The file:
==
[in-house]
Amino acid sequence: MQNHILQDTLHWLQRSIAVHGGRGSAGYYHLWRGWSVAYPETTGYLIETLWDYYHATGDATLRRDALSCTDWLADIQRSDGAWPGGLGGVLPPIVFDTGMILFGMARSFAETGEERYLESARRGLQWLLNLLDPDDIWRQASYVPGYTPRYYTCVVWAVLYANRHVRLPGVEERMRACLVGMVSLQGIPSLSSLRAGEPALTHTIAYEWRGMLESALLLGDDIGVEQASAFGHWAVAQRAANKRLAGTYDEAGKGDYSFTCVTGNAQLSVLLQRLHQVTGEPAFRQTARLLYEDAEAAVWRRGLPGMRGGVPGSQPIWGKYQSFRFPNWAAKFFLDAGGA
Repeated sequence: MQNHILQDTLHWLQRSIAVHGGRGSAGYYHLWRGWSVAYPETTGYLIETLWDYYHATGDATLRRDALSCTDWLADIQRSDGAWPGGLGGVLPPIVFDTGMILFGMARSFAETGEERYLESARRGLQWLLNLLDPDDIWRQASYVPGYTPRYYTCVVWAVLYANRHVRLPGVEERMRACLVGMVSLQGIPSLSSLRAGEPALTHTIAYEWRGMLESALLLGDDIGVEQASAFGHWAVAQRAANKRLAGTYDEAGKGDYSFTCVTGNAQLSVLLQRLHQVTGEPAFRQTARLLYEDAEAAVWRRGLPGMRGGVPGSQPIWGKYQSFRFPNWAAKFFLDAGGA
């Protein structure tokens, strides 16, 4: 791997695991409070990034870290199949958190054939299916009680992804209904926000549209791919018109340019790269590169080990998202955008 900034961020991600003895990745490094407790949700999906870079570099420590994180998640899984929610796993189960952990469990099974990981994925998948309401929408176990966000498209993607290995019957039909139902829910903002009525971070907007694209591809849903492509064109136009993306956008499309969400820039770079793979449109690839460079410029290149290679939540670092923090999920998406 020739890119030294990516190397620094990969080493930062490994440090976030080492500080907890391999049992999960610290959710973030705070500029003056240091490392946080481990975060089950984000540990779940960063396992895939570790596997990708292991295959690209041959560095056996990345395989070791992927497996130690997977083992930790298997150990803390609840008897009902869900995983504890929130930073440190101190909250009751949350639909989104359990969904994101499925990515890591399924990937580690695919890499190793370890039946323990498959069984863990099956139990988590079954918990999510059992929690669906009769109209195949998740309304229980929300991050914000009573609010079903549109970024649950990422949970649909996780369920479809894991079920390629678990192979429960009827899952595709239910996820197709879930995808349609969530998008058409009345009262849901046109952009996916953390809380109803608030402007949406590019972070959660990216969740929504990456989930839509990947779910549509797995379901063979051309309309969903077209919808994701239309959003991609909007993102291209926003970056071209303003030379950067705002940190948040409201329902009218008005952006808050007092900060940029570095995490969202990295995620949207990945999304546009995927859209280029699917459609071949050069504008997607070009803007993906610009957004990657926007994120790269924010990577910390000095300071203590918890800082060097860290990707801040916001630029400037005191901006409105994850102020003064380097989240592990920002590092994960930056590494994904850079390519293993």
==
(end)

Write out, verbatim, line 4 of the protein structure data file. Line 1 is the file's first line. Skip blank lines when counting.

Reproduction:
């Protein structure tokens, strides 16, 4: 791997695991409070990034870290199949958190054939299916009680992804209904926000549209791919018109340019790269590169080990998202955008 900034961020991600003895990745490094407790949700999906870079570099420590994180998640899984929610796993189960952990469990099974990981994925998948309401929408176990966000498209993607290995019957039909139902829910903002009525971070907007694209591809849903492509064109136009993306956008499309969400820039770079793979449109690839460079410029290149290679939540670092923090999920998406 020739890119030294990516190397620094990969080493930062490994440090976030080492500080907890391999049992999960610290959710973030705070500029003056240091490392946080481990975060089950984000540990779940960063396992895939570790596997990708292991295959690209041959560095056996990345395989070791992927497996130690997977083992930790298997150990803390609840008897009902869900995983504890929130930073440190101190909250009751949350639909989104359990969904994101499925990515890591399924990937580690695919890499190793370890039946323990498959069984863990099956139990988590079954918990999510059992929690669906009769109209195949998740309304229980929300991050914000009573609010079903549109970024649950990422949970649909996780369920479809894991079920390629678990192979429960009827899952595709239910996820197709879930995808349609969530998008058409009345009262849901046109952009996916953390809380109803608030402007949406590019972070959660990216969740929504990456989930839509990947779910549509797995379901063979051309309309969903077209919808994701239309959003991609909007993102291209926003970056071209303003030379950067705002940190948040409201329902009218008005952006808050007092900060940029570095995490969202990295995620949207990945999304546009995927859209280029699917459609071949050069504008997607070009803007993906610009957004990657926007994120790269924010990577910390000095300071203590918890800082060097860290990707801040916001630029400037005191901006409105994850102020003064380097989240592990920002590092994960930056590494994904850079390519293993």